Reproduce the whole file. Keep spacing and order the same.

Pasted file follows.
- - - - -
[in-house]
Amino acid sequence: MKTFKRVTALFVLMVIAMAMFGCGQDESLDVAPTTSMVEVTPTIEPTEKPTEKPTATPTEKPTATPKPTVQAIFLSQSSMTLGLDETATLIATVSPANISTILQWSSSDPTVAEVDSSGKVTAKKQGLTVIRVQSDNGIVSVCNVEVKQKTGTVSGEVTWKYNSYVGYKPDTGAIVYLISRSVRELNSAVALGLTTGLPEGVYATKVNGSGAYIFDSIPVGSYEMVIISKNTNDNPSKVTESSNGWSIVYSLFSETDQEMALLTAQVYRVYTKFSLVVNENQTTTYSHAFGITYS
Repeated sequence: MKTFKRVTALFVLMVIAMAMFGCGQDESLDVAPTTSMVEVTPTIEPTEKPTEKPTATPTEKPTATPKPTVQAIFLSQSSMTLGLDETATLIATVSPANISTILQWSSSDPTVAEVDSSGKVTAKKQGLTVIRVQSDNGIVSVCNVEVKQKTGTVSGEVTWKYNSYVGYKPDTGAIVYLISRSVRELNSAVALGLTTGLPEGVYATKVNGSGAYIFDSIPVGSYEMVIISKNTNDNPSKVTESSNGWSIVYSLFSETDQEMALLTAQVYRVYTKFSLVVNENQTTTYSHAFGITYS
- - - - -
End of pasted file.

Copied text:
[in-house]
Amino acid sequence: MKTFKRVTALFVLMVIAMAMFGCGQDESLDVAPTTSMVEVTPTIEPTEKPTEKPTATPTEKPTATPKPTVQAIFLSQSSMTLGLDETATLIATVSPANISTILQWSSSDPTVAEVDSSGKVTAKKQGLTVIRVQSDNGIVSVCNVEVKQKTGTVSGEVTWKYNSYVGYKPDTGAIVYLISRSVRELNSAVALGLTTGLPEGVYATKVNGSGAYIFDSIPVGSYEMVIISKNTNDNPSKVTESSNGWSIVYSLFSETDQEMALLTAQVYRVYTKFSLVVNENQTTTYSHAFGITYS
Repeated sequence: MKTFKRVTALFVLMVIAMAMFGCGQDESLDVAPTTSMVEVTPTIEPTEKPTEKPTATPTEKPTATPKPTVQAIFLSQSSMTLGLDETATLIATVSPANISTILQWSSSDPTVAEVDSSGKVTAKKQGLTVIRVQSDNGIVSVCNVEVKQKTGTVSGEVTWKYNSYVGYKPDTGAIVYLISRSVRELNSAVALGLTTGLPEGVYATKVNGSGAYIFDSIPVGSYEMVIISKNTNDNPSKVTESSNGWSIVYSLFSETDQEMALLTAQVYRVYTKFSLVVNENQTTTYSHAFGITYS